So for this specific application, suppose my deck also contains 4 Villages and a Secret Chamber (one of the Villages can be replaced by anything that draws a card, e.g. Spy).  Now, I play very carefully near the end of my turn, such that the last 7 cards remaining in my discard/draw, right before I play my final Library, are the following:  2 Libraries, 4 Villages, and a Secret Chamber.  I play a Village for the action, and then Secret Chamber, discarding 2 Libraries and 2 Villages.  My discard now consists of those 4 cards, and my draw is empty.  Then, I play my Village, drawing one of these 4 cards.  The remaining 3 are now at the top of my draw, and contain at least one Village and Library!  I end my turn, and draw them next turn.

This shows that we can in fact get \Omega(49^n) with probability 1, with Base Set + Intrigue.  Actually, I cheated a bit.  We need to play a Bridge.  I think a modification of this, with a couple Laboratories and extra Villages thrown in, will work, at least with high probability.  But the details would get messier (feel free to let me know if you work them out).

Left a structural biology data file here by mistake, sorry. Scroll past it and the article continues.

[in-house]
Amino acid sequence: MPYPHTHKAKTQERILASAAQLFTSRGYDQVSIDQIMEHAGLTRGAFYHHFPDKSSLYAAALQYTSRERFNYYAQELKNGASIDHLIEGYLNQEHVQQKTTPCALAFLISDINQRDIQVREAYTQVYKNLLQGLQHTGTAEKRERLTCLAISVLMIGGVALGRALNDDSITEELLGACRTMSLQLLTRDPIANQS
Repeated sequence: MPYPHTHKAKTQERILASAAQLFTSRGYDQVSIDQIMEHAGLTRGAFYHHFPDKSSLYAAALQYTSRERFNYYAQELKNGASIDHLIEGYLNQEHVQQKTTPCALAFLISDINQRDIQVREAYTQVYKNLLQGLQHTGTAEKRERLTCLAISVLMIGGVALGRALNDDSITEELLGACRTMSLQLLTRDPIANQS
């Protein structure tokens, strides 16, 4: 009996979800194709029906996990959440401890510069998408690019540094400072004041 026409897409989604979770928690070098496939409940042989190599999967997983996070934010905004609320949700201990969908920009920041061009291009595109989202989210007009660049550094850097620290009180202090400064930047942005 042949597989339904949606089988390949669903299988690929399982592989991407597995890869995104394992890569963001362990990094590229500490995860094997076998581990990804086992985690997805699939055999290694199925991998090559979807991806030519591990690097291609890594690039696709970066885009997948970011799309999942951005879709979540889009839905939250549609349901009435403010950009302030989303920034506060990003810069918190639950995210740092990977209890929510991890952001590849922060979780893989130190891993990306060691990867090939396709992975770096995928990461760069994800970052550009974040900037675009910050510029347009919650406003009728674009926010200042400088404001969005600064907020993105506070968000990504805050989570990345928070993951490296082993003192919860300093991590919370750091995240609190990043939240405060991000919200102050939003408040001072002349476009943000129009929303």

Alas, it’s much harder to do this with Base Set only, and the base of the exponent decreases.  For one thing, we need Library to draw, which involves using Remodel on the items we Workshop, since we can’t Bridge.  Secondly, we can’t use Secret Chamber, so Library is the best way to do the discarding for the trick (Spy may work but it’d be much harder), and this involves much craftier deck control.   I claim you can alternate between hands of:  [3x Throne Room, 1x Workshop, 1x Village, 1x Library, 1x Remodel] and [3x Throne Room, 3x Workshop, 1x Library].  This gets you 8 cards using 14, and so we end up with \Omega((\frac{49}{9})^n) points.

3. Base Set + Intrigue + Seaside

We’re going to use the same hand:  1x Throne Room, 5x Ironworks, 1x Library.  But we can throw in two more tricks which help us do much better.